If regulators want to continue to use market forces to provide solutions it may be necessary to rethink. Some ideas for a simpler approach are to require players to properly price risk including externalities in their financial products and/or in the case of shadow banking and alternative investments focus on controlling abuses and impose obligations on banks as the gate keepers between the sectors. I am not yet convinced that a “one size fits all” regulatory approach that does not promote competition including regulatory competition will achieve the overall objective.2
International institutionalization – risking a disconnect.

The EU cooperates with G20 partners and seeks to ensure a balance between sectors and objectives. G20’s objective is to strengthen the global economy, improve international institutions, improve regulation of financial system and promote economic reforms and it works with the IMF, the Financial Stability Board, World Bank and the Organization for Economic and Cooperative Development, amongst others.

In November 2013, yet another international body, the International Financial Consumer Protection Organization (FinCoNet) was created to focus on banking and credit consumer protection and it will also collaborate with other international bodies to advance the G20 financial consumer protection agenda.

So with the plethora of bodies that currently include the “regulation of financial system” as an objective, once regulation becomes so entrenched in the system, then we may lose sight of the rationale for regulation and there being so many bodies with overlapping objectives, the accountability of institutions will be harder to track.

ENDNOTES:

  1. See Daintith TC “European Community Law and the Redistribution of Regulatory Power in the United Kingdom” (1995) 1 Euro LJ 134, at p139
  2. In relation to regulatory reform, Breyer submitted that an unregulated market was the norm and any case for government intervention should be made out by establishing an important public objective. In the first place, market failure should have occurred.

 

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Lisa M. Bowyer

Lisa Bowyer is a successful project manager and intelligence expert with a high level of understanding of the purpose and risks of regulation, international legal and regulatory requirements and the drivers and strategies of financial markets and products. Highly skilled in drafting of inter alia, legislation, other mandatory provisions, guidance, and policies and procedures, she has an excellent appreciation of policy determining law and regulation.  Prior to joining Liberty, Lisa was a member of the management of the Cayman Islands Monetary Authority, and had been a consultant in the Insurance Firms Division of the FSA (UK) and manager in the Financial Advisory Services Division of KPMG in the UK.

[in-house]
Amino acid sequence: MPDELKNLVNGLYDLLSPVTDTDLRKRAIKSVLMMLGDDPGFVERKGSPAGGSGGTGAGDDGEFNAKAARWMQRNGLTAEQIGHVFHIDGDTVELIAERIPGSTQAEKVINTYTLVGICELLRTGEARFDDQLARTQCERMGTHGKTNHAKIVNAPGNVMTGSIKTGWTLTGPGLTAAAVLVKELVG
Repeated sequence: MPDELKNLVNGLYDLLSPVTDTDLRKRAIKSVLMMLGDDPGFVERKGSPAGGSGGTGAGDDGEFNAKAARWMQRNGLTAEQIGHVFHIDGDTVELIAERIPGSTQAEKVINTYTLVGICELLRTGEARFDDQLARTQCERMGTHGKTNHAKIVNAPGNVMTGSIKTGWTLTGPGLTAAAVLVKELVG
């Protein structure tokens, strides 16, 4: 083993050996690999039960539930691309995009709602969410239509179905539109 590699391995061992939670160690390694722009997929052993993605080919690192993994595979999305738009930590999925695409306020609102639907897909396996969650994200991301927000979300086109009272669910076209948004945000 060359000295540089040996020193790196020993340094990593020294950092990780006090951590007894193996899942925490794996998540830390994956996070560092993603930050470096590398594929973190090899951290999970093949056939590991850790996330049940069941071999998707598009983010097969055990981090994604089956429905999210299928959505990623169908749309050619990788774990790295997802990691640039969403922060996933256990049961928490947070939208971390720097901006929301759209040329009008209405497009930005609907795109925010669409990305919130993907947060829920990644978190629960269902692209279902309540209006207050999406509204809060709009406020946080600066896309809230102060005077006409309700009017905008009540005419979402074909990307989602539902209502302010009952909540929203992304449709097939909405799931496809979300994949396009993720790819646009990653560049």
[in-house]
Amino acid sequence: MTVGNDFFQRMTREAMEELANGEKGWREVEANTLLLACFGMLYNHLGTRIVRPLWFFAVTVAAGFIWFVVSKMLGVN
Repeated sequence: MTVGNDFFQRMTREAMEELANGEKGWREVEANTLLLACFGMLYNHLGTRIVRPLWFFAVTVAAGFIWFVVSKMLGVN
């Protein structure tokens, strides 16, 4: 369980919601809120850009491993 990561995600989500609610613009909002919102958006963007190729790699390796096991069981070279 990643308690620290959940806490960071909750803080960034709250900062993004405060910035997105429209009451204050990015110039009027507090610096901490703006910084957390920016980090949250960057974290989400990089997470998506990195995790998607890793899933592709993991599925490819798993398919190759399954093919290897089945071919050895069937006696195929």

Prior to her career as a regulatory professional she was an academic for 9 years with distinguished publications in the field of insurance and regulation.  She received her first law degree in 1991, her Masters degree in 1994, and her doctorate in 1999.

 

T. +1 (345) 525 5010
E. lisa@liberty.ky 
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Liberty Consulting

Prior to joining Liberty, Principal Consultant Lisa Martine Bowyer was a member of the management of the Cayman Islands Monetary Authority, and had been a Consultant in the Insurance Firms Division of the FSA (UK) and Manager in the Financial Advisory Services Division of KPMG in the UK.

She is a successful project manager and intelligence expert with a high level of understanding of the purpose and risks of regulation, international legal and regulatory requirements and the drivers and strategies of financial markets and products.


Highly skilled in drafting of inter alia, legislation, other mandatory provisions, guidance, and policies and procedures, she has an excellent appreciation of policy determining law and regulation.

Prior to her career as a regulatory professional she was a academic for 9 years with distinguished publications in the field of insurance and regulation. She received her first law degree in 1991, her Masters degree in 1994, and her doctorate in 1999.

 

 

Liberty Consulting Ltd
PO Box 10489
Grand Cayman KY1-1005
Cayman Islands

T. +1 (345) 525 5010
E. lisa@liberty.ky